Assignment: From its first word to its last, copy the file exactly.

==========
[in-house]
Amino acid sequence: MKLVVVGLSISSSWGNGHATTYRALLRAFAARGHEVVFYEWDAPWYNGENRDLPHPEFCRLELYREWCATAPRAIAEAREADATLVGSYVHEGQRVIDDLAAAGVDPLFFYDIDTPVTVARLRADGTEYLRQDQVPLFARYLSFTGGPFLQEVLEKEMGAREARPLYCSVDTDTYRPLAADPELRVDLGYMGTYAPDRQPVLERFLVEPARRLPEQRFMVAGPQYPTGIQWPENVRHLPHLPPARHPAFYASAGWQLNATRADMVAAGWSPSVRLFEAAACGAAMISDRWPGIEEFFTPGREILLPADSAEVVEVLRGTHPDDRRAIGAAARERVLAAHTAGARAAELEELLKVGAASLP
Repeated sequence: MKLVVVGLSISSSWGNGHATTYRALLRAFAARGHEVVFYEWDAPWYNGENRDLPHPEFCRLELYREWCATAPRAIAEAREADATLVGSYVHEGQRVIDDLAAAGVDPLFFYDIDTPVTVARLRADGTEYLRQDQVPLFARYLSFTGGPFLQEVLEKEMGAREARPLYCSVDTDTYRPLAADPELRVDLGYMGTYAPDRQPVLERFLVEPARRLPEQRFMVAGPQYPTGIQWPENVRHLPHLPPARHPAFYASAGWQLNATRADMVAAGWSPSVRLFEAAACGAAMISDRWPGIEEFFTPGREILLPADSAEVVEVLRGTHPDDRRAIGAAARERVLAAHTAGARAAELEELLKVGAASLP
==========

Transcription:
[in-house]
Amino acid sequence: MKLVVVGLSISSSWGNGHATTYRALLRAFAARGHEVVFYEWDAPWYNGENRDLPHPEFCRLELYREWCATAPRAIAEAREADATLVGSYVHEGQRVIDDLAAAGVDPLFFYDIDTPVTVARLRADGTEYLRQDQVPLFARYLSFTGGPFLQEVLEKEMGAREARPLYCSVDTDTYRPLAADPELRVDLGYMGTYAPDRQPVLERFLVEPARRLPEQRFMVAGPQYPTGIQWPENVRHLPHLPPARHPAFYASAGWQLNATRADMVAAGWSPSVRLFEAAACGAAMISDRWPGIEEFFTPGREILLPADSAEVVEVLRGTHPDDRRAIGAAARERVLAAHTAGARAAELEELLKVGAASLP
Repeated sequence: MKLVVVGLSISSSWGNGHATTYRALLRAFAARGHEVVFYEWDAPWYNGENRDLPHPEFCRLELYREWCATAPRAIAEAREADATLVGSYVHEGQRVIDDLAAAGVDPLFFYDIDTPVTVARLRADGTEYLRQDQVPLFARYLSFTGGPFLQEVLEKEMGAREARPLYCSVDTDTYRPLAADPELRVDLGYMGTYAPDRQPVLERFLVEPARRLPEQRFMVAGPQYPTGIQWPENVRHLPHLPPARHPAFYASAGWQLNATRADMVAAGWSPSVRLFEAAACGAAMISDRWPGIEEFFTPGREILLPADSAEVVEVLRGTHPDDRRAIGAAARERVLAAHTAGARAAELEELLKVGAASLP